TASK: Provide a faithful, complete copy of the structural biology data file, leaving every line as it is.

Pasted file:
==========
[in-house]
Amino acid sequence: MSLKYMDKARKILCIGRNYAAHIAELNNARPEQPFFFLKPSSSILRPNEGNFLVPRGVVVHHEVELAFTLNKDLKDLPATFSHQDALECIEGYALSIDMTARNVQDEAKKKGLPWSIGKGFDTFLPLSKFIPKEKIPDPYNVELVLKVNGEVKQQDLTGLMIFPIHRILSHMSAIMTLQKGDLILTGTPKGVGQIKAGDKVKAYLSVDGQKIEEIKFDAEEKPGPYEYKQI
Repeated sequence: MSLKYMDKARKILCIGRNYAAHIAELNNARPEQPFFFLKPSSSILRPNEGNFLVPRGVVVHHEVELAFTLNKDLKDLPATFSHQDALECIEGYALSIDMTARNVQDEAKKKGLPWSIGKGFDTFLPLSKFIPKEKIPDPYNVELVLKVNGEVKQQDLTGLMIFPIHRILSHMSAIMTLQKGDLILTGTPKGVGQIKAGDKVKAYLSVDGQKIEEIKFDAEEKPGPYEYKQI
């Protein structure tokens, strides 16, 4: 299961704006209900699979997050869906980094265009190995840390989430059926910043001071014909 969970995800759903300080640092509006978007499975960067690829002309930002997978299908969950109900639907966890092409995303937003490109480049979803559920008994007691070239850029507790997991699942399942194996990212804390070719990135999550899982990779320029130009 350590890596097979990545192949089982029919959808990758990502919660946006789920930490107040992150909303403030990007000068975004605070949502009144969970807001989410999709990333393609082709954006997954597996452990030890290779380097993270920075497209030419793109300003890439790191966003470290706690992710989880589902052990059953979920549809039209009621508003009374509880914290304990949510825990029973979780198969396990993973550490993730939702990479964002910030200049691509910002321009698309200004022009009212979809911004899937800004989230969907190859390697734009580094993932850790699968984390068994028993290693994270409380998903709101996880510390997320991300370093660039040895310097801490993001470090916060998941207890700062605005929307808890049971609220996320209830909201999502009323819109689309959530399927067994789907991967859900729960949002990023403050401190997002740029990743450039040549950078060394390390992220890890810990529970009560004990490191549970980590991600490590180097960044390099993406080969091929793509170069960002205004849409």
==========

[in-house]
Amino acid sequence: MSLKYMDKARKILCIGRNYAAHIAELNNARPEQPFFFLKPSSSILRPNEGNFLVPRGVVVHHEVELAFTLNKDLKDLPATFSHQDALECIEGYALSIDMTARNVQDEAKKKGLPWSIGKGFDTFLPLSKFIPKEKIPDPYNVELVLKVNGEVKQQDLTGLMIFPIHRILSHMSAIMTLQKGDLILTGTPKGVGQIKAGDKVKAYLSVDGQKIEEIKFDAEEKPGPYEYKQI
Repeated sequence: MSLKYMDKARKILCIGRNYAAHIAELNNARPEQPFFFLKPSSSILRPNEGNFLVPRGVVVHHEVELAFTLNKDLKDLPATFSHQDALECIEGYALSIDMTARNVQDEAKKKGLPWSIGKGFDTFLPLSKFIPKEKIPDPYNVELVLKVNGEVKQQDLTGLMIFPIHRILSHMSAIMTLQKGDLILTGTPKGVGQIKAGDKVKAYLSVDGQKIEEIKFDAEEKPGPYEYKQI
């Protein structure tokens, strides 16, 4: 299961704006209900699979997050869906980094265009190995840390989430059926910043001071014909 969970995800759903300080640092509006978007499975960067690829002309930002997978299908969950109900639907966890092409995303937003490109480049979803559920008994007691070239850029507790997991699942399942194996990212804390070719990135999550899982990779320029130009 350590890596097979990545192949089982029919959808990758990502919660946006789920930490107040992150909303403030990007000068975004605070949502009144969970807001989410999709990333393609082709954006997954597996452990030890290779380097993270920075497209030419793109300003890439790191966003470290706690992710989880589902052990059953979920549809039209009621508003009374509880914290304990949510825990029973979780198969396990993973550490993730939702990479964002910030200049691509910002321009698309200004022009009212979809911004899937800004989230969907190859390697734009580094993932850790699968984390068994028993290693994270409380998903709101996880510390997320991300370093660039040895310097801490993001470090916060998941207890700062605005929307808890049971609220996320209830909201999502009323819109689309959530399927067994789907991967859900729960949002990023403050401190997002740029990743450039040549950078060394390390992220890890810990529970009560004990490191549970980590991600490590180097960044390099993406080969091929793509170069960002205004849409």